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Tantallon Castle Ghost Photo


In 2009, Prof. Richard Wiseman set out to find the most convincing ghost photograph. After a selecting the best from 250 submissions and putting them to a public vote, one taken by an Edinburgh based visitor to the amazing medieval Tantallon Castle in East Lothian was judged the best. If you've not been to Tantallon, you really should. It is a stunning castle, perched on a cliff edge over the wild North Sea. The photographer, Christopher Aitchison, took the usual visitor photos to remember his visit but when he looked at them later, he saw one had a mysterious shape, what appeared to be an old woman in a medieval ruff around her neck, peering from barred window high above where Christopher stood. He was adamant there was no one there when he took it, which is why he was surprised. There were no costumed guides or anyone wearing medieval clothing and her face had a haunting, disembodied, haggard quality. Investigations showed no digital manipulation of the photo.

The results of the survey - conducted as part of a project for the Edinburgh International Science Festival - appeared in various media outlets. The Daily Mail went with: 'Yoooo've been framed: The ghostly images voted best in the world'; The Guardian with: 'Spooks you, sir: ghosts caught on camera', and The Scotsman with: 'Ghosts in the Machine'. It even appeared on CNN and FOX news. Most reported that even experts were 'baffled'.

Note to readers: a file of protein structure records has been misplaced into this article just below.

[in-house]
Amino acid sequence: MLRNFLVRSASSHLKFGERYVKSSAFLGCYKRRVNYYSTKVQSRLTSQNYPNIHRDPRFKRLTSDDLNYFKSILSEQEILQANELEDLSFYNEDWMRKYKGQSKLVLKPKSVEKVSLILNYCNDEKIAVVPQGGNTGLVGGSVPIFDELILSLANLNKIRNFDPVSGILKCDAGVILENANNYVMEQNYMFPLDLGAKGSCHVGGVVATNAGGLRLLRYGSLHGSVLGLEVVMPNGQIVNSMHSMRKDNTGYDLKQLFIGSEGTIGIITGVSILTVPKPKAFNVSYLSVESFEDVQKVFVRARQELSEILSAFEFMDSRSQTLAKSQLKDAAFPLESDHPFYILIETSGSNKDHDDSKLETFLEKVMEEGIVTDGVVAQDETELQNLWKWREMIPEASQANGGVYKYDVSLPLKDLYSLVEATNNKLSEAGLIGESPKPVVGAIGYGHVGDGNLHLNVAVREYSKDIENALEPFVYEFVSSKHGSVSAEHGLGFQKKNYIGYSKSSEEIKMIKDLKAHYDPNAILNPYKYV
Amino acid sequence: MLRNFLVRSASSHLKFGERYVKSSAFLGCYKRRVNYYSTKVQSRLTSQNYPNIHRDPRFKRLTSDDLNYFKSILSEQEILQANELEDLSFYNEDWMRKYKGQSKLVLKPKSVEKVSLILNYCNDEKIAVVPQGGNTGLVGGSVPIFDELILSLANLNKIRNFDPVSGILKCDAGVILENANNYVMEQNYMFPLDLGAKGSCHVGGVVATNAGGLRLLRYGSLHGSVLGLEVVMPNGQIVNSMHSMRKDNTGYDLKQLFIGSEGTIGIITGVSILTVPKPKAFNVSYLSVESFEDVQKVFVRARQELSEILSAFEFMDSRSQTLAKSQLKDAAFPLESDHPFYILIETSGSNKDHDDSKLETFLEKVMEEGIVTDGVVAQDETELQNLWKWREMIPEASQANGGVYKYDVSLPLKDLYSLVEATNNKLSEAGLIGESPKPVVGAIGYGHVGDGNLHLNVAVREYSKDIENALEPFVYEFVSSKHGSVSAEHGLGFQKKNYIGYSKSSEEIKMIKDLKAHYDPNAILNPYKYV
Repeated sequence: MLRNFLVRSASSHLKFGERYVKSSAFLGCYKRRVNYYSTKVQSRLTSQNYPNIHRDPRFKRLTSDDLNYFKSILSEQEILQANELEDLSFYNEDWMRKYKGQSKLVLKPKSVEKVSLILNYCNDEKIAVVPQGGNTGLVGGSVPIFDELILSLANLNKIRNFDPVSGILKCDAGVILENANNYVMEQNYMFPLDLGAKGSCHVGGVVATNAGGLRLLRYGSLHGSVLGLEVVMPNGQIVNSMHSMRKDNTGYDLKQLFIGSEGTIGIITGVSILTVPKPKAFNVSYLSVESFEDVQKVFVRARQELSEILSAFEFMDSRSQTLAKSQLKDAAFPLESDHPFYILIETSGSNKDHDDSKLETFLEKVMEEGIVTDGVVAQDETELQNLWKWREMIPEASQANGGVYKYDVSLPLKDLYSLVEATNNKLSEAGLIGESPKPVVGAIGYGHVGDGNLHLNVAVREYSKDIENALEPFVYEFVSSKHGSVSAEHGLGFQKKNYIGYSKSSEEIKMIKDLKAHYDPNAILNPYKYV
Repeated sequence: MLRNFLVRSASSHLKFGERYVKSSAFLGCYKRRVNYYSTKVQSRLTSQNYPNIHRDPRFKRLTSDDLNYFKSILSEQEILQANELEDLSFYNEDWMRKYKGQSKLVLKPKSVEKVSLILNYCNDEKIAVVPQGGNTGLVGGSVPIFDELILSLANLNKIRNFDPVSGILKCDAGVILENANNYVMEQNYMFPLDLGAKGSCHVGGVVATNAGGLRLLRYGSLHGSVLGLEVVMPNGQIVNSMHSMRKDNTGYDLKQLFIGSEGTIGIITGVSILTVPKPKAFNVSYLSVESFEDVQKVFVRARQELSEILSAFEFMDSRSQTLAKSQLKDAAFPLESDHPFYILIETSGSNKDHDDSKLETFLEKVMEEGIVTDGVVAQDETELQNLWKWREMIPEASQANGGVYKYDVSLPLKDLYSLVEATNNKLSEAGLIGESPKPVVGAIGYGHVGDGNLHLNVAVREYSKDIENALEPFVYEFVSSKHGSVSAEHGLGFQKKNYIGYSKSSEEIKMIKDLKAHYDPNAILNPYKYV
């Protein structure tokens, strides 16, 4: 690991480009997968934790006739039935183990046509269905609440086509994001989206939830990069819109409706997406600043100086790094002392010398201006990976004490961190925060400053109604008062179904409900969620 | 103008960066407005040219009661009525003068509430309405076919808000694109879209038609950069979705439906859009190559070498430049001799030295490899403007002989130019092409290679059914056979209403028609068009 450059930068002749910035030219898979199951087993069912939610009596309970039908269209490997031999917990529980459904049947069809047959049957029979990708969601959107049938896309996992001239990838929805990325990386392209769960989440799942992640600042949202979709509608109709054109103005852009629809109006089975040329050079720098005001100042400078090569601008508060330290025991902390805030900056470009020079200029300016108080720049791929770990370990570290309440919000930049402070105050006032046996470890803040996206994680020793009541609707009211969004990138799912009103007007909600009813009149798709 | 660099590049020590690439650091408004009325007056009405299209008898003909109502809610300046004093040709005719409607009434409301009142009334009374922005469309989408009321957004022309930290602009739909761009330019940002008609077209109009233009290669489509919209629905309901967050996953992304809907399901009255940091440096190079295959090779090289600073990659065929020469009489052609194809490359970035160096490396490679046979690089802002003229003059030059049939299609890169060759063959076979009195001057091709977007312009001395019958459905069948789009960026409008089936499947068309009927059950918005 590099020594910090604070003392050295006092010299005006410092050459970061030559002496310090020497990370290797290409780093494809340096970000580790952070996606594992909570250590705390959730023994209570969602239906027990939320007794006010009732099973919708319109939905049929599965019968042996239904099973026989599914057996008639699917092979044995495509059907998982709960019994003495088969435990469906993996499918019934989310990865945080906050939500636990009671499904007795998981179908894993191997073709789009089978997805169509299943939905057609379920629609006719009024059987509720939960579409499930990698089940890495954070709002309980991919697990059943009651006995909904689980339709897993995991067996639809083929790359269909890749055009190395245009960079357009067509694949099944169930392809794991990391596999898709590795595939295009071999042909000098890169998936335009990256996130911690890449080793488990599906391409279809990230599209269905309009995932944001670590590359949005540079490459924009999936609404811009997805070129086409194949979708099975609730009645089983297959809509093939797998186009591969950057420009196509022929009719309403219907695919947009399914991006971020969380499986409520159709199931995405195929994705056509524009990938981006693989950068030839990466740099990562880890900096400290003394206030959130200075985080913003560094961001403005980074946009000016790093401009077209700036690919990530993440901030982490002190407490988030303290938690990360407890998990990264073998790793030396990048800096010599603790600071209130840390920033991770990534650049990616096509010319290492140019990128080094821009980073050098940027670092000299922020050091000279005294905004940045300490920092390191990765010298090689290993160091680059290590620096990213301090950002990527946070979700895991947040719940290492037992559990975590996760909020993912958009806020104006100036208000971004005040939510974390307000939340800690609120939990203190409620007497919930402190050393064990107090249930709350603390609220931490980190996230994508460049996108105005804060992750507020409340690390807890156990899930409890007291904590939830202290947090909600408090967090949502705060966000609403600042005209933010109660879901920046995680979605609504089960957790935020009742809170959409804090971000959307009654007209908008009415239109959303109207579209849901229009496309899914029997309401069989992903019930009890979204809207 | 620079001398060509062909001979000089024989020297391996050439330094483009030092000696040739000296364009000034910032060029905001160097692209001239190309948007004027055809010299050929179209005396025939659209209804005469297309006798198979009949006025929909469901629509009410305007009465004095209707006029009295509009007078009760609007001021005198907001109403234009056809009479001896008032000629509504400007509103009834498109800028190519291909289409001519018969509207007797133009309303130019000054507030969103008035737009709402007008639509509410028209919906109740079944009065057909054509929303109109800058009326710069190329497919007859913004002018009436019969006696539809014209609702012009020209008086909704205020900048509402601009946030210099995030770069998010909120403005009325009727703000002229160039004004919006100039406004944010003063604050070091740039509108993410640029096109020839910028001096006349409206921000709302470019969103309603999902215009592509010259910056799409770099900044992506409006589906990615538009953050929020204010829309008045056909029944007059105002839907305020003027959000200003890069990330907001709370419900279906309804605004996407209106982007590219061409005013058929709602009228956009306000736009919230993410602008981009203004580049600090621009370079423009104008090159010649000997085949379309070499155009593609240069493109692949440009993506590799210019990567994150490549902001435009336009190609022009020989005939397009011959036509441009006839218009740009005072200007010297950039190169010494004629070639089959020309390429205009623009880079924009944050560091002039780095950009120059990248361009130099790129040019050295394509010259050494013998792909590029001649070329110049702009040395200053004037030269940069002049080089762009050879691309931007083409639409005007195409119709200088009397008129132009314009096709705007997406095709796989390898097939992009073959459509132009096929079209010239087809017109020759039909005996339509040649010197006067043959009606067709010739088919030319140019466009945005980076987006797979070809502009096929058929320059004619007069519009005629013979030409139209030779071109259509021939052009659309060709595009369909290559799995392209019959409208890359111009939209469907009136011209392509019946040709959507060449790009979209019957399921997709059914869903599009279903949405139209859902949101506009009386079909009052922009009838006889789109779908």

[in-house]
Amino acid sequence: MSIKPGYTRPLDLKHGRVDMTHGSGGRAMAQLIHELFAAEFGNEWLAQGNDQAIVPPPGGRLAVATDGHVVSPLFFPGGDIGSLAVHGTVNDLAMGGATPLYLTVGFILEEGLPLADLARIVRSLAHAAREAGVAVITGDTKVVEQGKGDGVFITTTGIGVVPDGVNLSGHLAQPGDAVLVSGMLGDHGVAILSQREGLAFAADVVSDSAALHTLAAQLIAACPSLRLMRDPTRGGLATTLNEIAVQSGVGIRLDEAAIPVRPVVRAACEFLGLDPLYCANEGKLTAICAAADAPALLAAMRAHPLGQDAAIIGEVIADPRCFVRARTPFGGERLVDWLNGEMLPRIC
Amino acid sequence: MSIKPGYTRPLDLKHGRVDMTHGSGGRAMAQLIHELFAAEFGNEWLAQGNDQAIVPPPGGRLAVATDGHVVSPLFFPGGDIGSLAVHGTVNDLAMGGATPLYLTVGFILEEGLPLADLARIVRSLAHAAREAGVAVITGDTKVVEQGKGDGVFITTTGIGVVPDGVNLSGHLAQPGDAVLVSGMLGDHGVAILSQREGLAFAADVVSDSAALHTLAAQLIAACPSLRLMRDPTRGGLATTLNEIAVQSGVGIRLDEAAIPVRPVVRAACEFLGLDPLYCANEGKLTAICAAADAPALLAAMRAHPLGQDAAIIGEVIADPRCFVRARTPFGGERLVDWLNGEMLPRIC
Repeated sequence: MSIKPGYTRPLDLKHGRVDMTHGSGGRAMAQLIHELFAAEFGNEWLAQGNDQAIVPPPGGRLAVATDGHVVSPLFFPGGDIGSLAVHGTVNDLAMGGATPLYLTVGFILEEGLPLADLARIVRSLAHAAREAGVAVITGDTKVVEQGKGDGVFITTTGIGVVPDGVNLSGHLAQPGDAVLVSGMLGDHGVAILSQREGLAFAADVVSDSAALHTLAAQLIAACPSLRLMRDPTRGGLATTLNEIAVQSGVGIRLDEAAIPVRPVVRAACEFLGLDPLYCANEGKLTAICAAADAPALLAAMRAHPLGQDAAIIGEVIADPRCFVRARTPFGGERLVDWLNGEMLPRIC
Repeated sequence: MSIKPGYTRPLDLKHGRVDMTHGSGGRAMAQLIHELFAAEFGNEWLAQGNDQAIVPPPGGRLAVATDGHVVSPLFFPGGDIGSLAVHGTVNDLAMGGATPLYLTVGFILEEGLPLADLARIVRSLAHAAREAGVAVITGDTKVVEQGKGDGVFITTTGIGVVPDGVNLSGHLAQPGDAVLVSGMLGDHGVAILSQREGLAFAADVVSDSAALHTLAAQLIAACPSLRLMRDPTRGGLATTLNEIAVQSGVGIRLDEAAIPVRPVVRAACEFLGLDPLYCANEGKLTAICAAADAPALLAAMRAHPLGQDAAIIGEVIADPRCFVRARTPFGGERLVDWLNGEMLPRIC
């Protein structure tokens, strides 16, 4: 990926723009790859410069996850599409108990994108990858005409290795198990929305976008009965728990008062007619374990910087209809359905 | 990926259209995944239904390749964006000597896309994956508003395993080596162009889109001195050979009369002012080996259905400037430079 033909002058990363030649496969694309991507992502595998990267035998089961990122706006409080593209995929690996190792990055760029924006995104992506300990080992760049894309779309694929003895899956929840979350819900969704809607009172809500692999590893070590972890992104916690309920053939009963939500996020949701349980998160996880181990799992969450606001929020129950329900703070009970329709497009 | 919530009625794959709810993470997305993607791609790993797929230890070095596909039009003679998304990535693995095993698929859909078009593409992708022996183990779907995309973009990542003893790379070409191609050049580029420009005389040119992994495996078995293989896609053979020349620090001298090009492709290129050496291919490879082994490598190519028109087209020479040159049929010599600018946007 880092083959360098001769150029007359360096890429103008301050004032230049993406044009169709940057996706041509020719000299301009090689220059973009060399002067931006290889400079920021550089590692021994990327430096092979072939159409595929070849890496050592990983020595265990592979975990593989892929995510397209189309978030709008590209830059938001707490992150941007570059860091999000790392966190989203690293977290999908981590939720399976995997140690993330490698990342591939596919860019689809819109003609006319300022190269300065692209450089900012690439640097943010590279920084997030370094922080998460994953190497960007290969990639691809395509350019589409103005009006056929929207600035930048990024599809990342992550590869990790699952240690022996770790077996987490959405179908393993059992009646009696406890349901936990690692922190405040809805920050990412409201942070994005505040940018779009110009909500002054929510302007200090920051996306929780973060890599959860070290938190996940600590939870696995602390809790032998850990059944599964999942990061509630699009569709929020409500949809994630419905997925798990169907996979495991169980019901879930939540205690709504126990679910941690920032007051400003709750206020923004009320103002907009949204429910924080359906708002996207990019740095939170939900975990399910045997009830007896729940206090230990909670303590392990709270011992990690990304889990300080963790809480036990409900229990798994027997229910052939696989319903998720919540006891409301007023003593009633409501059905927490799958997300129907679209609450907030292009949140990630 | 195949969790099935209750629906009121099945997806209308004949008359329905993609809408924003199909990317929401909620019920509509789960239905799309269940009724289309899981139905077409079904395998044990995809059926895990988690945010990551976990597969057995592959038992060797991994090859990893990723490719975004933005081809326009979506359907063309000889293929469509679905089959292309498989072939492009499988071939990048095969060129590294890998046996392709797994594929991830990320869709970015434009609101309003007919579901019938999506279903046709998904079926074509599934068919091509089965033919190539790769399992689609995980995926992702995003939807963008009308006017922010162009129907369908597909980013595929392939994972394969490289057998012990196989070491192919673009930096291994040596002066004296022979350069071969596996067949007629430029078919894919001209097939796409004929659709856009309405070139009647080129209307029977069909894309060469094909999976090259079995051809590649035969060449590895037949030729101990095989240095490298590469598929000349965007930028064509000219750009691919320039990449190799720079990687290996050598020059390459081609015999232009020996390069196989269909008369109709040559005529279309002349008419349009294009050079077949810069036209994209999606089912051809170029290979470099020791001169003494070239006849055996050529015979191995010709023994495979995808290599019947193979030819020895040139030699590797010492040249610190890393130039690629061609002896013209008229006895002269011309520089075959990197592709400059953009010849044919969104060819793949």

Prof. Wiseman conducted his own investigation by visiting the site, as did Hayley Stevens and Ash Pryce. They concluded that it was difficult to say for sure what caused the appearance of a face but Richard Wiseman did manage to recreate it with someone kneeling at the same window. Obviously there is no way to confirm the photographer's assertion that there was no one actually in the room were the face is seen so as an explanation that is the most obvious. Also, the digital quality at extreme zoom is badly deteriorated, therefore it is difficult to make out sufficient detail to entirely rule out pareidolia from sunlight on scarred stone walling. As with any 'ghost' sighting or photo, more prosaic and common explanations must be ruled out before leaping to the supernatural.

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